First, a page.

Teaching Author’s Purpose in Speech

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Author’s Purpose is a reading strategy that is commonly taught in elementary schools across the country. According to the Common Core State Standards, beginning in second grade, students need to be able to determine why an author has written a passage. 

Additionally, as students advance, they are expected to be able to use text evidence to show what the author’s purpose is, distinguish between different author’s purposes in texts with the same topic, and identify changes in author’s purposes within the same text or in different sections of a newspaper. 

Whew! All of this requires the students to have some really good language skills. Students need to comprehend a text, need vocab of the text and the different purposes, and also recognize keywords in the question to know what is expected. This can be really difficult for students with speech and language deficits. But the good news is that there are some concrete ways that we can help our speech and language students with this skill. As SLPs, we are always trying to incorporate our students’ general education curriculum into our speech time, so these are perfect steps to take in order to help with that. 

What is Author’s Purpose? 

First, students need to understand that everyone writes for a reason. Authors of textbooks, newspaper journalists, and other writers don't just write for no reason! As teachers, we teach students that those reasons are:

  • to teach the reader about something
  • to make the reader want to do something
  • or just for fun! 

Some of the most common examples of these types of writing that your students may see on a daily basis are textbooks to inform, novels or picture books to entertain, and something like a poster encouraging hand-washing to persuade. 

How Does Understanding Author’s Purpose Help With Comprehension? 

With all of the reading skills and strategies that students have to learn, why is author’s purpose one of them? Why should students (or we!) care why somebody wrote something? To answer this, let’s think about the statement “The floor is wet.” If we just read that statement without any context, and without understanding why the author wrote it, we have no idea what to make of that statement. 

If the statement “The floor is wet” is written in an informational context, we know that the author is simply telling us that the floor is wet. If that statement is prefaced by the word “Stop!”, we know that this is a warning and that the author is trying to persuade us to stop or slow down. And if the statement is written in the context of a comedy for entertainment purposes, we can make a prediction that a character might slip on the floor upon reading that statement. It’s important for students to know in what context things are written in order to gain a greater understanding of the text.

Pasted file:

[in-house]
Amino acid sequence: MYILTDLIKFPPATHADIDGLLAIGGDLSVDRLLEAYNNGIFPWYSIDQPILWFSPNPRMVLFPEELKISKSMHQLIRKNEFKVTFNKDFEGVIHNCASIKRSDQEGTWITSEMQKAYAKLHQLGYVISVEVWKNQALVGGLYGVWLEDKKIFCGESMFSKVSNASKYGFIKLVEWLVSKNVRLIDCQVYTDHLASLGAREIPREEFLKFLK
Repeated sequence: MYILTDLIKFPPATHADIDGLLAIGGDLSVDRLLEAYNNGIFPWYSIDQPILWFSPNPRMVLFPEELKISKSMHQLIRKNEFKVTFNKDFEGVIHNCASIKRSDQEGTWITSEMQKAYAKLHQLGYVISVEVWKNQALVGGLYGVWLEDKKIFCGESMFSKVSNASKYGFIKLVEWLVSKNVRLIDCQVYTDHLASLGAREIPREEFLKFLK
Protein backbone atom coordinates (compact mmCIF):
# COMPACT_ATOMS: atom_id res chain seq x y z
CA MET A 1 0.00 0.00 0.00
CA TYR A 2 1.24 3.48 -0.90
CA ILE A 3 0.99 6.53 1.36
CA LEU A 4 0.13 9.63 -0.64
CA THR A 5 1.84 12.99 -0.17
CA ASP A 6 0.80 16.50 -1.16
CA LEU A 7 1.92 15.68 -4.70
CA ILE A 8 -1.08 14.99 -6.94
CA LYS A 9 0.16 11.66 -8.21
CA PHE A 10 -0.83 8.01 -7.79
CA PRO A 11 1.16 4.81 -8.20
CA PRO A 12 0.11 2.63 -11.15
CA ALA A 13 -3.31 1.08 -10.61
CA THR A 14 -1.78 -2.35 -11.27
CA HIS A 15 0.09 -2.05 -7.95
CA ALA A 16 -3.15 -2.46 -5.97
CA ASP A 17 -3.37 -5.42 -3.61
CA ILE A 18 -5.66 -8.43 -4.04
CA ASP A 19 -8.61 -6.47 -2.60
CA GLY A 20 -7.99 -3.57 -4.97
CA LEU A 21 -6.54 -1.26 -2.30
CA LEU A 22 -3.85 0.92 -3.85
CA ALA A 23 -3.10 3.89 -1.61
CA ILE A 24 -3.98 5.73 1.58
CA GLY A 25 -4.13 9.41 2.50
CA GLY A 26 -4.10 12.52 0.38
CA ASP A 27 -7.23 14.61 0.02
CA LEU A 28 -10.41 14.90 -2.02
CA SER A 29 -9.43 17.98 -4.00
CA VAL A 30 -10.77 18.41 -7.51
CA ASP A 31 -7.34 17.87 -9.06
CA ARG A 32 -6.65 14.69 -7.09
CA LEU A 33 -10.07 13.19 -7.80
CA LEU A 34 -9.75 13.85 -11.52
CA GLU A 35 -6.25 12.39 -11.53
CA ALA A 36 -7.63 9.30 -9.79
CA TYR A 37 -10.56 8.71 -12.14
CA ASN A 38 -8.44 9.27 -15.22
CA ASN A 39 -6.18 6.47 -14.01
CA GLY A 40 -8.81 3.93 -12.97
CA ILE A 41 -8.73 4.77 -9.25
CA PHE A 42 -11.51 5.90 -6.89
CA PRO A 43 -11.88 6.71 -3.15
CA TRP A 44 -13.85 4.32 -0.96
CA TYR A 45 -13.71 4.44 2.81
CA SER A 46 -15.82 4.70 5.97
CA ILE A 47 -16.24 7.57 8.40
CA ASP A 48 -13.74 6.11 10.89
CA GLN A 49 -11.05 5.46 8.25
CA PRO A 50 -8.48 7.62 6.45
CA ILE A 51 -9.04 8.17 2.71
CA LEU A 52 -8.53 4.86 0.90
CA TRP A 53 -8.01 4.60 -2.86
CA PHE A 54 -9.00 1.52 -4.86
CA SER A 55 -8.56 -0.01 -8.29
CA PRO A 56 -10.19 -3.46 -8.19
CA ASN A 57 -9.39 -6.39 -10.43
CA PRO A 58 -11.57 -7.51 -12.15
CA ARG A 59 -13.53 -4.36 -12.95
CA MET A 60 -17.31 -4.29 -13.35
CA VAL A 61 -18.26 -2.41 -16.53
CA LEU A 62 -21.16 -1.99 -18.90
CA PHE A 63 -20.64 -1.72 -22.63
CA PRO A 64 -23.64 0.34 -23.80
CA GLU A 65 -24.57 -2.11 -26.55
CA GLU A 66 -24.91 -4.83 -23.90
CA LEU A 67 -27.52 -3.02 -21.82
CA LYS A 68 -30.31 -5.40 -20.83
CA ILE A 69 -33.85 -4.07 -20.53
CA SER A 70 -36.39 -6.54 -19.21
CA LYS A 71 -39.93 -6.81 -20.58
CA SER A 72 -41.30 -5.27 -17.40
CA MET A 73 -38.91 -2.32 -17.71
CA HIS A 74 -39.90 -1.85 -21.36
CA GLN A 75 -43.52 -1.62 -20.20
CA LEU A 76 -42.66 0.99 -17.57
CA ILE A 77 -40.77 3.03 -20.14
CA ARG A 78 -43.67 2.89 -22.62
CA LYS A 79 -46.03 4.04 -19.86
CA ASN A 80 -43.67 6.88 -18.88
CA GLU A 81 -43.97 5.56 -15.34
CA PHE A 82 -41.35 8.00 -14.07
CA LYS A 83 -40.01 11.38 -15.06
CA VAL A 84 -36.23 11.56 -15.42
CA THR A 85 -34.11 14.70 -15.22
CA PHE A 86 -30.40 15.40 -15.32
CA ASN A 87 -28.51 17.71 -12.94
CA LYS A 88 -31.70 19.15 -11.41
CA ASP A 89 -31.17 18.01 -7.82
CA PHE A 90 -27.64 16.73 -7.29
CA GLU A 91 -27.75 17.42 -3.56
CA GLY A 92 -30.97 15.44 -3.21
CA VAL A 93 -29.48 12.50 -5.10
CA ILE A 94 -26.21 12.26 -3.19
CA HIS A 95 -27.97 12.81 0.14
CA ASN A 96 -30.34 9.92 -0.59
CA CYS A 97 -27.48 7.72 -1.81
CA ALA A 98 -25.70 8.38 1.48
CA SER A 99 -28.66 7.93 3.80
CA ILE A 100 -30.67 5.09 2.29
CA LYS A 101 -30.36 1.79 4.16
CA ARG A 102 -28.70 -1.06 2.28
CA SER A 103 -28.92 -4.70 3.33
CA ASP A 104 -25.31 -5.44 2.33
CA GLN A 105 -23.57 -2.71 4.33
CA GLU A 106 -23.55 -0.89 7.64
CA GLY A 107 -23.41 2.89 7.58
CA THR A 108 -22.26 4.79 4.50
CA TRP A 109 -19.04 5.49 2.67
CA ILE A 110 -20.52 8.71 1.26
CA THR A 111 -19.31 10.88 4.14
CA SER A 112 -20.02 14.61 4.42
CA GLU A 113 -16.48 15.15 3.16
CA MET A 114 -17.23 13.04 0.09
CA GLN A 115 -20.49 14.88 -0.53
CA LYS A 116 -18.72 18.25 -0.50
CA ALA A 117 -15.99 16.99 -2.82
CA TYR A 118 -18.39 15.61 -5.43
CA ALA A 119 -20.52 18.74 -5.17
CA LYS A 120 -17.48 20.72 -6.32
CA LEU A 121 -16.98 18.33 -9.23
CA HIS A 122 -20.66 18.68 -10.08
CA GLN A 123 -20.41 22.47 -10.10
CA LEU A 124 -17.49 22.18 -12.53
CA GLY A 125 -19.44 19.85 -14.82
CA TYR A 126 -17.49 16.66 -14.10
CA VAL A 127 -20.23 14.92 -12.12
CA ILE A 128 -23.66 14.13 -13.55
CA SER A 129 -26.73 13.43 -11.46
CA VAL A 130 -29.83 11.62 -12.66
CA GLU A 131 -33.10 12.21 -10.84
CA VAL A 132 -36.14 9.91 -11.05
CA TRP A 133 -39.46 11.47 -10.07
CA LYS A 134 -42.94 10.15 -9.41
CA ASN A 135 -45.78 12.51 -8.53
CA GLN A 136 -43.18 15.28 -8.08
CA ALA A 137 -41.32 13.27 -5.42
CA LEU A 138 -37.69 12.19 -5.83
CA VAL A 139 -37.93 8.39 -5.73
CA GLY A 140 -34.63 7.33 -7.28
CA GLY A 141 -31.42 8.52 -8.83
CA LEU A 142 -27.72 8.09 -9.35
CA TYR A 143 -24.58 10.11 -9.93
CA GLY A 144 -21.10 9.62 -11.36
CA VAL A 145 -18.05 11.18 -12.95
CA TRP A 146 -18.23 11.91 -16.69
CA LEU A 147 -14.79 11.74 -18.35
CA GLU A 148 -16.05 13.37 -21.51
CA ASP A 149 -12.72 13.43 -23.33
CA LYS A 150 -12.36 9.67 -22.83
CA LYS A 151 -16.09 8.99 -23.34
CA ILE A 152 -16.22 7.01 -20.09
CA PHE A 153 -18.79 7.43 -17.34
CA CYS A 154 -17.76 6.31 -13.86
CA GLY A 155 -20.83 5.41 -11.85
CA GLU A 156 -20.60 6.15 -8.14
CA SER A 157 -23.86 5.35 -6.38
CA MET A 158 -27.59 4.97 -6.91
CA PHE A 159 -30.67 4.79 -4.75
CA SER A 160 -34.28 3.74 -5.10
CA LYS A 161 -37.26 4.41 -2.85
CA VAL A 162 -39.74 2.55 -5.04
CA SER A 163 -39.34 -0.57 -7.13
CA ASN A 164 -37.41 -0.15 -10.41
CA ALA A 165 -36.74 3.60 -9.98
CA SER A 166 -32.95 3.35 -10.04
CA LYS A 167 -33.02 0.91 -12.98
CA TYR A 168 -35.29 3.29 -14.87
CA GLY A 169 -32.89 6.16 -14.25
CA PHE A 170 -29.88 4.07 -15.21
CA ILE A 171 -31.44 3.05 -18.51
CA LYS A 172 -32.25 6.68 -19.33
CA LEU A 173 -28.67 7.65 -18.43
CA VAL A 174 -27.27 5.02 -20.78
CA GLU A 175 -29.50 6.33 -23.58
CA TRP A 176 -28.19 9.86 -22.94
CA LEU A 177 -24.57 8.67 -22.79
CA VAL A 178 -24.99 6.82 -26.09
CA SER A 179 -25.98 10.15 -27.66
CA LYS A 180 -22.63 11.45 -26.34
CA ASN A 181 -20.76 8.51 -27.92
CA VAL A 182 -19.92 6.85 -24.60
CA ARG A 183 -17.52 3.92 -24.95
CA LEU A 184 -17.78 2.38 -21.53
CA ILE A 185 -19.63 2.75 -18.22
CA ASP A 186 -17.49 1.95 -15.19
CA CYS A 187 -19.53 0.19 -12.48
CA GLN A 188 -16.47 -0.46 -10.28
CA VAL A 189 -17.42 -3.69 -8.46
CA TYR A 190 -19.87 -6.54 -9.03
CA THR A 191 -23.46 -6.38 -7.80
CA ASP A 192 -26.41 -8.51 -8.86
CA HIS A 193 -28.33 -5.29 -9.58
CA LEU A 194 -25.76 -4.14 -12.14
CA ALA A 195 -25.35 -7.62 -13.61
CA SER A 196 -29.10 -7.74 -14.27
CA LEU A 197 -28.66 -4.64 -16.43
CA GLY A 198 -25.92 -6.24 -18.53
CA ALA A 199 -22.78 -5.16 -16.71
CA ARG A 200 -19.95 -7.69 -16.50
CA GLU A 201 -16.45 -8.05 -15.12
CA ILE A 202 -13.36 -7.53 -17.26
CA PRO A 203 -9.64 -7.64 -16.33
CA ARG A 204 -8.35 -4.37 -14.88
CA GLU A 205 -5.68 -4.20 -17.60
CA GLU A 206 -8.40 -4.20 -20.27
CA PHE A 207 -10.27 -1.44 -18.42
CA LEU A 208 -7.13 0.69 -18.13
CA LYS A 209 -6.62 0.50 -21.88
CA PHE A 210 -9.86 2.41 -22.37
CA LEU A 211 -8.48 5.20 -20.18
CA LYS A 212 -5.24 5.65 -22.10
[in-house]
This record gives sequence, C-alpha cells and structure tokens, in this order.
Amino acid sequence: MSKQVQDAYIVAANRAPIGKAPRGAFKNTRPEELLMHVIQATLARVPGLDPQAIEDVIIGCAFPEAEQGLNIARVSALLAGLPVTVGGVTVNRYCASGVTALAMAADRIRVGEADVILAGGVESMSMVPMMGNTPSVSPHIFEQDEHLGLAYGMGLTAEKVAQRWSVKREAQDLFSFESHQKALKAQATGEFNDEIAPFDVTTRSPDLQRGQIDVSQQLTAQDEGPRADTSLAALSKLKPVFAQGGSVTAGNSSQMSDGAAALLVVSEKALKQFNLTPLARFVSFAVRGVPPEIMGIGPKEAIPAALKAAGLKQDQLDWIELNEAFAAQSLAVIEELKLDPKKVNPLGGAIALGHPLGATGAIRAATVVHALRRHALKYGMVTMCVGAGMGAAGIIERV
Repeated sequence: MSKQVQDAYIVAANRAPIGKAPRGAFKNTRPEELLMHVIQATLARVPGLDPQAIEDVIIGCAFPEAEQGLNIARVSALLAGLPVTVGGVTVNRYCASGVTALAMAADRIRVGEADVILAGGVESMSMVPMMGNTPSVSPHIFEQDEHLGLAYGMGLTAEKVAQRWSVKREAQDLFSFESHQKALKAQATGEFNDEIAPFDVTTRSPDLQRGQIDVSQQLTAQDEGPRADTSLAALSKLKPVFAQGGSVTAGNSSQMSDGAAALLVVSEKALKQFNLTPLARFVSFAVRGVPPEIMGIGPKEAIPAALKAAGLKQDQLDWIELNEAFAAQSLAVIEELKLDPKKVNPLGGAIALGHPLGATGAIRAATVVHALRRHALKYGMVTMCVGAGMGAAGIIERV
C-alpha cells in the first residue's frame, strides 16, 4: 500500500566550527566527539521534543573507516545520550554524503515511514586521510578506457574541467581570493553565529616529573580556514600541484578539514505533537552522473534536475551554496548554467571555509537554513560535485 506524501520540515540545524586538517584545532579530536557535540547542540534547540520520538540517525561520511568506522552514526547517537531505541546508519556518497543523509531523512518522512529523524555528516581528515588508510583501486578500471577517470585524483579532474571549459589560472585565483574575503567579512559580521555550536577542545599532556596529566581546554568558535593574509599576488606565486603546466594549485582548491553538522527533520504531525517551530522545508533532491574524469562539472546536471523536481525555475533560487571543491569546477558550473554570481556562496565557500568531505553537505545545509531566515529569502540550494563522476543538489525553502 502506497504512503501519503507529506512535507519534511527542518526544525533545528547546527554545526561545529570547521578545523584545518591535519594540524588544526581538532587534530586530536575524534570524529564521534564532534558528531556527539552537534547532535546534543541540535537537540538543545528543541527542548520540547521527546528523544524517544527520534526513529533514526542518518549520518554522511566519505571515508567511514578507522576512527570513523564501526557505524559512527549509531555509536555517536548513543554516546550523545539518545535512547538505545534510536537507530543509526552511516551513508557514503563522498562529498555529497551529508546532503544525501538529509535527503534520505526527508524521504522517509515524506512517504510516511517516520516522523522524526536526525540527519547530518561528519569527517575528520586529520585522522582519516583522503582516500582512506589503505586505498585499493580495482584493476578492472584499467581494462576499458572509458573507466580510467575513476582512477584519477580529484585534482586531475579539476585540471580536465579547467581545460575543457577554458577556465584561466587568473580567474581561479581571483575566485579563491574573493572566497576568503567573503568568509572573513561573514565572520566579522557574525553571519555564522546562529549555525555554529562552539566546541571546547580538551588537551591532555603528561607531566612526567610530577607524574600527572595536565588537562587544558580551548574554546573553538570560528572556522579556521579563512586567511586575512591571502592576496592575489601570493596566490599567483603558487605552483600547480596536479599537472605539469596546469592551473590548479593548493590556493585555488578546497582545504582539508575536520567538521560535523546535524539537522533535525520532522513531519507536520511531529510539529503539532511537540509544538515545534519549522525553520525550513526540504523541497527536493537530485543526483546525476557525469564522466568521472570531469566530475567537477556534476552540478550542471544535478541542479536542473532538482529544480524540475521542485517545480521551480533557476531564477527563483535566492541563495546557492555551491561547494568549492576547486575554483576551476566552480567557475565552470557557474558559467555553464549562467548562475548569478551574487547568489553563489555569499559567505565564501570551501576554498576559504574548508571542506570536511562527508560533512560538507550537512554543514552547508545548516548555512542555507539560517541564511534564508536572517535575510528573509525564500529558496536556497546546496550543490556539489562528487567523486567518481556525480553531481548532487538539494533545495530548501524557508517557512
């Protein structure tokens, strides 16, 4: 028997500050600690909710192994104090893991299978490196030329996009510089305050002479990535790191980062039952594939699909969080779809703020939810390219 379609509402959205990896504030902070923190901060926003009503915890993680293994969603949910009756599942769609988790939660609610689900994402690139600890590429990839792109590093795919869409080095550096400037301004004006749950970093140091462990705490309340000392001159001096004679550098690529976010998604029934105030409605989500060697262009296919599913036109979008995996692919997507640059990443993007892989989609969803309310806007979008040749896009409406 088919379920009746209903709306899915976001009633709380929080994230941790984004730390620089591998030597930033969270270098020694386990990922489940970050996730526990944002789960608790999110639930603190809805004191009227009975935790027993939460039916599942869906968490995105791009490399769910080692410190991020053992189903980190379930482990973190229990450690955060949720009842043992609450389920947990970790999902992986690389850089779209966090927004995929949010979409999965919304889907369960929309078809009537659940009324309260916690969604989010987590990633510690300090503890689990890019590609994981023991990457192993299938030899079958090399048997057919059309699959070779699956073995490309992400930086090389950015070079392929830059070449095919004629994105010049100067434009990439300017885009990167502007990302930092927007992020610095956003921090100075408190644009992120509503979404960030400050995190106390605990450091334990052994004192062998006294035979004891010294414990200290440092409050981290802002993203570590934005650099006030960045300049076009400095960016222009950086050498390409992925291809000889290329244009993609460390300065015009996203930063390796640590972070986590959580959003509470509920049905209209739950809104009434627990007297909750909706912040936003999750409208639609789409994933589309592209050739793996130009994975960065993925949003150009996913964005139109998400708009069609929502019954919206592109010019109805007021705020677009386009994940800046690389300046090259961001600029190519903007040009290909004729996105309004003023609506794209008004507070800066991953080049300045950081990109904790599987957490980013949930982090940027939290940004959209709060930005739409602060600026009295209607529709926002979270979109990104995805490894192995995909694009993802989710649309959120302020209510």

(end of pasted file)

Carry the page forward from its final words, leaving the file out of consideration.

What Difficulties Might a Speech Student Face in Learning Author’s Purpose? 

Author’s purpose can be especially difficult for students with receptive language and nonverbal learning disabilities, especially if the text is being presented as a read-aloud. Determining author’s purpose involves putting yourself in someone else’s (the author’s) shoes and making a determination as to why they wrote what they wrote. They may also miss tone and infection that helps determine the author's purpose. 

How Can SLPs Help? 

Fortunately, there are some really concrete ways that we can help students recognize the nuances needed to determine the author's purpose. These can include the following: 

  • Reviewing and role–playing what it means to inform, entertain, and persuade. For example, you can model what it would sound like for you to persuade someone to do something, and then let the student role-play the same thing back. You can also use body language and gestures to help get your point across. 
  • Determining the type of text. A good indicator of author’s purpose is the type of text that the student is reading. For example, fiction books are mostly to entertain. Textbooks are mostly to inform. By determining the type of text, the student will get a better idea of what the author’s purpose is. 
  • Giving word clues. Specific words can provide clues as to what the author’s purpose is. For example, the word “should” is used frequently in persuasive essays. Things like units of measure and dates are used frequently in informative text, and adjectives are used a lot in a text to entertain. Students can highlight words they think may be clue words, and match them to a list of clue words that you provide. 
  • Do a sort. Students can read short passages and then either cut and paste or drag and drop the passages into the correct category. 

 

If the last idea sounds interesting to you, then check out this Author’s Purpose activity! It’s available as a printable OR in a Boom Card version. Check out the preview to see a sample activity. 

Another option is to join my membership program, SLP Elevate, which is chock-full of monthly, minimal-prep activities older speech students love, including Author’s Purpose activities! 

 

You’re all set to teach author’s purpose! Your students will be identifying the purpose of all sorts of texts in no time.